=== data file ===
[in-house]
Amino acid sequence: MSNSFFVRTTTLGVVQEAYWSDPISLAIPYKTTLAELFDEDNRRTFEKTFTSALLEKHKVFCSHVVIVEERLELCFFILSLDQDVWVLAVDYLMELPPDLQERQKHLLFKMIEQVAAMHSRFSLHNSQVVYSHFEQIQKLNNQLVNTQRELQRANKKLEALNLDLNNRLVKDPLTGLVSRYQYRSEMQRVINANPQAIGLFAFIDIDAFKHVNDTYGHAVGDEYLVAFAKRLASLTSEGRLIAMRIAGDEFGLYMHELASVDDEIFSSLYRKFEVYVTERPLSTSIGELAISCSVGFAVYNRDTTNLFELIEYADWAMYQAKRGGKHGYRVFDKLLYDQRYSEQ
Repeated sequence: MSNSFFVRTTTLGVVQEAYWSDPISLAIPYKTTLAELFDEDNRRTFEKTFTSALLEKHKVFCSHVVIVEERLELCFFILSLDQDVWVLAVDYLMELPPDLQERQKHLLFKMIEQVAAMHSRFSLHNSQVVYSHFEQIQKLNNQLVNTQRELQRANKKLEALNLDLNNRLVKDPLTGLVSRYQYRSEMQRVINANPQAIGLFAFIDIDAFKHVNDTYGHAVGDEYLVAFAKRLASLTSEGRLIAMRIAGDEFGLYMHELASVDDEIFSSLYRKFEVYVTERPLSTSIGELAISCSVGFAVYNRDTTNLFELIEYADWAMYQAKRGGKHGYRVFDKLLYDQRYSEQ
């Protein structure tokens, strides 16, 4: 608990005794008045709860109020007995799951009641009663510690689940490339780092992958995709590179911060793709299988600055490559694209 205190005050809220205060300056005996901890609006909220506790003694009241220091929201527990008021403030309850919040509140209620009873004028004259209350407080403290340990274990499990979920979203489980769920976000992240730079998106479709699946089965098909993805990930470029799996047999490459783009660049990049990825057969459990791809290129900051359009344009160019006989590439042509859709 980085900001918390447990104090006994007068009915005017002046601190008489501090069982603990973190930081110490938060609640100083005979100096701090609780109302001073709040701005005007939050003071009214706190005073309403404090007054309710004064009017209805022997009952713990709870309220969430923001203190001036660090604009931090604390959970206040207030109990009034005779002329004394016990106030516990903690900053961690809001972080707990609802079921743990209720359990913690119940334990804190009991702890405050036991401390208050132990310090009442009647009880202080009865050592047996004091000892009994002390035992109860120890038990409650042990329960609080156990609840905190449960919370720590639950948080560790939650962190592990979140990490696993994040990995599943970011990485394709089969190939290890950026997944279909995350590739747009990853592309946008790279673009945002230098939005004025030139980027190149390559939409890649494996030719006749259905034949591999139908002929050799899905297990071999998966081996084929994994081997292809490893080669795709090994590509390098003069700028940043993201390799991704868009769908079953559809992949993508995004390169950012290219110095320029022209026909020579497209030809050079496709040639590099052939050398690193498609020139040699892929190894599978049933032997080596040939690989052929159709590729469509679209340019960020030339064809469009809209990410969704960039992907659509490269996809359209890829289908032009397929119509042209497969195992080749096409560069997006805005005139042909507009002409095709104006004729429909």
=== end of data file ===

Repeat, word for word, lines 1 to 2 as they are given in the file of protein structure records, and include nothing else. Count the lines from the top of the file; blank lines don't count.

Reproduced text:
[in-house]
Amino acid sequence: MSNSFFVRTTTLGVVQEAYWSDPISLAIPYKTTLAELFDEDNRRTFEKTFTSALLEKHKVFCSHVVIVEERLELCFFILSLDQDVWVLAVDYLMELPPDLQERQKHLLFKMIEQVAAMHSRFSLHNSQVVYSHFEQIQKLNNQLVNTQRELQRANKKLEALNLDLNNRLVKDPLTGLVSRYQYRSEMQRVINANPQAIGLFAFIDIDAFKHVNDTYGHAVGDEYLVAFAKRLASLTSEGRLIAMRIAGDEFGLYMHELASVDDEIFSSLYRKFEVYVTERPLSTSIGELAISCSVGFAVYNRDTTNLFELIEYADWAMYQAKRGGKHGYRVFDKLLYDQRYSEQ